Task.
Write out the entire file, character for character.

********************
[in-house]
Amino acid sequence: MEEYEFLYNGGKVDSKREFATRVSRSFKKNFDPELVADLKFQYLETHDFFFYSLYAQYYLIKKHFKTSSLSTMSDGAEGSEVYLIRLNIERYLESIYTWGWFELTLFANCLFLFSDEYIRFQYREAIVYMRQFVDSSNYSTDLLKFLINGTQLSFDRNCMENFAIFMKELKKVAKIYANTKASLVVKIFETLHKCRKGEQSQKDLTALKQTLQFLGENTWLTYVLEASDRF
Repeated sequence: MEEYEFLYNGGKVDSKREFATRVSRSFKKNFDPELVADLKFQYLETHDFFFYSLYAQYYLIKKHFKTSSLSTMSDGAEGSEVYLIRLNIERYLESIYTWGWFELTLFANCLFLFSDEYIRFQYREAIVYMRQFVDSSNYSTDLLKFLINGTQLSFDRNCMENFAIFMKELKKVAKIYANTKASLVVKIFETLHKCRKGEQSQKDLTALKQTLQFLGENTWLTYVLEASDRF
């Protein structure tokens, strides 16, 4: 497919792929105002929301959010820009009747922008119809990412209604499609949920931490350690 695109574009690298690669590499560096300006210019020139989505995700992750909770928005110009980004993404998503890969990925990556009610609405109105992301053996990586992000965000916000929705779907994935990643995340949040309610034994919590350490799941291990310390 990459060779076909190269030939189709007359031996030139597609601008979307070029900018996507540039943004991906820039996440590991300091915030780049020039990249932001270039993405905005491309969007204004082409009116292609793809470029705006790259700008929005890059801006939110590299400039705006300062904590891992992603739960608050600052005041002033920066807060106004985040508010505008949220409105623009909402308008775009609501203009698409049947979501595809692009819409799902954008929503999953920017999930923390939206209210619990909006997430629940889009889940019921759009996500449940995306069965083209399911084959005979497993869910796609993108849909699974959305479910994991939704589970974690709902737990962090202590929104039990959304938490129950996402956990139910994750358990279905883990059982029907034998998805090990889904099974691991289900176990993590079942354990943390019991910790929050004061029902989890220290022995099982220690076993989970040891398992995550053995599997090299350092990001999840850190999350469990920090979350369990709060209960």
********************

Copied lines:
[in-house]
Amino acid sequence: MEEYEFLYNGGKVDSKREFATRVSRSFKKNFDPELVADLKFQYLETHDFFFYSLYAQYYLIKKHFKTSSLSTMSDGAEGSEVYLIRLNIERYLESIYTWGWFELTLFANCLFLFSDEYIRFQYREAIVYMRQFVDSSNYSTDLLKFLINGTQLSFDRNCMENFAIFMKELKKVAKIYANTKASLVVKIFETLHKCRKGEQSQKDLTALKQTLQFLGENTWLTYVLEASDRF
Repeated sequence: MEEYEFLYNGGKVDSKREFATRVSRSFKKNFDPELVADLKFQYLETHDFFFYSLYAQYYLIKKHFKTSSLSTMSDGAEGSEVYLIRLNIERYLESIYTWGWFELTLFANCLFLFSDEYIRFQYREAIVYMRQFVDSSNYSTDLLKFLINGTQLSFDRNCMENFAIFMKELKKVAKIYANTKASLVVKIFETLHKCRKGEQSQKDLTALKQTLQFLGENTWLTYVLEASDRF
């Protein structure tokens, strides 16, 4: 497919792929105002929301959010820009009747922008119809990412209604499609949920931490350690 695109574009690298690669590499560096300006210019020139989505995700992750909770928005110009980004993404998503890969990925990556009610609405109105992301053996990586992000965000916000929705779907994935990643995340949040309610034994919590350490799941291990310390 990459060779076909190269030939189709007359031996030139597609601008979307070029900018996507540039943004991906820039996440590991300091915030780049020039990249932001270039993405905005491309969007204004082409009116292609793809470029705006790259700008929005890059801006939110590299400039705006300062904590891992992603739960608050600052005041002033920066807060106004985040508010505008949220409105623009909402308008775009609501203009698409049947979501595809692009819409799902954008929503999953920017999930923390939206209210619990909006997430629940889009889940019921759009996500449940995306069965083209399911084959005979497993869910796609993108849909699974959305479910994991939704589970974690709902737990962090202590929104039990959304938490129950996402956990139910994750358990279905883990059982029907034998998805090990889904099974691991289900176990993590079942354990943390019991910790929050004061029902989890220290022995099982220690076993989970040891398992995550053995599997090299350092990001999840850190999350469990920090979350369990709060209960």